8 66 SAMPLE EXAMINATION ONE 4. The federal bureaucracy purpose is to help enforce and carry out federal legislation. a) Describe the discretionary power of the federal bureaucracy. b) Explain why bureaucrats are given discretionary power. c) Explain two checks that Congress has on the power of the bureaucracy. d) Explain two checks that the President has on the power of the bureaucracy. General Comments: The question requires students to demonstrate knowledge of the U. S. federal bureaucracy, its use of discretionary power and how the president and Congress may check that power. In part (a) the student must describe the discretionary power held by the federal bureaucracy. Part (b) requires the student to explain why bureaucrats are given discretionary power. Part (c) requires the student to explain two checks that Congress has on the power of the bureaucracy while part (d) requires the student to explain two checks that the President has on the power of the bureaucracy. Question Scoring Guidelines: 6 points total a) Describe the discretionary power of the federal bureaucracy 1 point. Possible descriptions may include: The authority that bureaucrats and agencies have to take action and make policies not specified in the laws Power granted to a bureaucrat or agency to apply the law, make policy and take action when it deems necessary within the broad parameters of the law The ability of a bureaucrat or agency to choose a course of action and to interpret policies that are not specified in law b) Explain why bureaucrats are given discretionary power. 1 point Bureaucrats are seen as experts in their field rather than members of Congress who may not be experts. As employees of the executive branch, they have the responsibility to execute the law, which requires them to decide the ins and outs of how laws should actually be implemented. c) Explain two checks that Congress has on the power of the bureaucracy 2 points Power of the Purse Congress is responsible for approving the budget of the bureaucracies which may reward or punish a bureau through the appropriations process. Senate approval of presidential bureaucratic appointments advise and consent Power of oversight public hearings held by sub-committees in Congress to review the work of bureaucracies to be sure they are following the law. The ability to write new law that must be applied by the bureaucracy.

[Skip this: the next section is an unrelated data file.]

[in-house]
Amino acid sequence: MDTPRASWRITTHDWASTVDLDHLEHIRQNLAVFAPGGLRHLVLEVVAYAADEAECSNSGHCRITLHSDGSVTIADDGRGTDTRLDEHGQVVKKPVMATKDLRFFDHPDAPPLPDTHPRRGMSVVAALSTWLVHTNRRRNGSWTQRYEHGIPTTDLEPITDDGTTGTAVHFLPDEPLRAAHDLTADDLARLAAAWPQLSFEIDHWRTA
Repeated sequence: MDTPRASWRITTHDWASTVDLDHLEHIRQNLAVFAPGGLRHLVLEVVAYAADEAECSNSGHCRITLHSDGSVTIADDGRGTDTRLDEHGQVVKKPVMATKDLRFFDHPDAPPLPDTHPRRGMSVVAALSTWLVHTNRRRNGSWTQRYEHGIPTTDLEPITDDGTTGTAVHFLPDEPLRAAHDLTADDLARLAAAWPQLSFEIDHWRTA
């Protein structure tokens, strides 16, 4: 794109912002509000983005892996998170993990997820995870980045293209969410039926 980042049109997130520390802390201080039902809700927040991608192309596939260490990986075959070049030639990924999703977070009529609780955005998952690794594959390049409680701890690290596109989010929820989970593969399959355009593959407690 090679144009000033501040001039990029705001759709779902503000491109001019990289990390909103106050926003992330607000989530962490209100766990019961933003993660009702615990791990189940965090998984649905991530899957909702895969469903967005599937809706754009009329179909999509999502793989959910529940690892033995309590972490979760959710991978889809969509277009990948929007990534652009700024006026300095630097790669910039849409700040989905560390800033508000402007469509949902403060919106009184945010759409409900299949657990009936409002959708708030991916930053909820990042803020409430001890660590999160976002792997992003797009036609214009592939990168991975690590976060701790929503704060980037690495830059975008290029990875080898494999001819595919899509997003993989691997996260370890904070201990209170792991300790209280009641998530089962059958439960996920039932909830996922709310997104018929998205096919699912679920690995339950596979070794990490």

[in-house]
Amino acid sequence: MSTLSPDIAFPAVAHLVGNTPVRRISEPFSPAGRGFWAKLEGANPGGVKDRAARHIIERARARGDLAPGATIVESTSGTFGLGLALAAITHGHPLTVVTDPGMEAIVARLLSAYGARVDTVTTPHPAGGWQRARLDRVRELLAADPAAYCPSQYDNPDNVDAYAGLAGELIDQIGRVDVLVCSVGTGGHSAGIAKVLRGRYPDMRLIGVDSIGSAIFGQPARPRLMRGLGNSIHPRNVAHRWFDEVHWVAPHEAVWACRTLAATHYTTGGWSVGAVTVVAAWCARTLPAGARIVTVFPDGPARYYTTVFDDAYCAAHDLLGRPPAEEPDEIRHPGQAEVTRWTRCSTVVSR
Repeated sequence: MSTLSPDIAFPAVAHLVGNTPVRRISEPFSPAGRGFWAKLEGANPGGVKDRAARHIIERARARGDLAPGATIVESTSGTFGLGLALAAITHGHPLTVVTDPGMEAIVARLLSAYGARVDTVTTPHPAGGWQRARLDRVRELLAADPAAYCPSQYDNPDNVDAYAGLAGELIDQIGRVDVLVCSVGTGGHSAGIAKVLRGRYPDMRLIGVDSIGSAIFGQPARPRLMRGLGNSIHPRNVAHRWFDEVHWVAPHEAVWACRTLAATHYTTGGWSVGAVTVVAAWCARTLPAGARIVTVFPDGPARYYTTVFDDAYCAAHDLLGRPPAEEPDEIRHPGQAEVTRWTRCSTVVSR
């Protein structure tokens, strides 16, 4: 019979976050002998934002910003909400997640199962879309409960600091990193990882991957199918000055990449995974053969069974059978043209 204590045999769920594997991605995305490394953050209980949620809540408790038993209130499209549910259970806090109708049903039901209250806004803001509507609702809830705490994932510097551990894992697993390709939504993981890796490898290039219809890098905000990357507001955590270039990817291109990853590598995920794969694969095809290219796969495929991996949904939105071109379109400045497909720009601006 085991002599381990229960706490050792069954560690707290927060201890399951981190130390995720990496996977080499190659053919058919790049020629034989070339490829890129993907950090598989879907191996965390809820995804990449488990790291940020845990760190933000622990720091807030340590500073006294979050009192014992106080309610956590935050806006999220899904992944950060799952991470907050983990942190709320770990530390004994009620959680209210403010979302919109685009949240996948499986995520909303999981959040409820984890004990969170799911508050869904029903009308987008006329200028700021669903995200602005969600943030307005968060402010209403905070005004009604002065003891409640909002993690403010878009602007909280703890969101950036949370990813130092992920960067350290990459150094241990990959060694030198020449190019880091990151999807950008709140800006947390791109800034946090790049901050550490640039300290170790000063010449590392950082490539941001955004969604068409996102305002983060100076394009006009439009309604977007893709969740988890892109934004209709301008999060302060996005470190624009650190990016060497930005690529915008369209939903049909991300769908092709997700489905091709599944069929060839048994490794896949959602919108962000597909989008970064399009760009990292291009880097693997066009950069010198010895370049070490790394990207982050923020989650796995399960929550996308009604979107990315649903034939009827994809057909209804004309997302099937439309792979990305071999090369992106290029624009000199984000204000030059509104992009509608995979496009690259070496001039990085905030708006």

9 SAMPLE EXAMINATION ONE 67 d) Explain two checks that the president has on the power of the bureaucracy 2 points The president appoints department and bureaucratic heads that align with his philosophy. The president designs the budget that is submitted to Congress which can reward or punish a bureau or agency. The president may issue executive orders that have the force of law for the bureaucracy.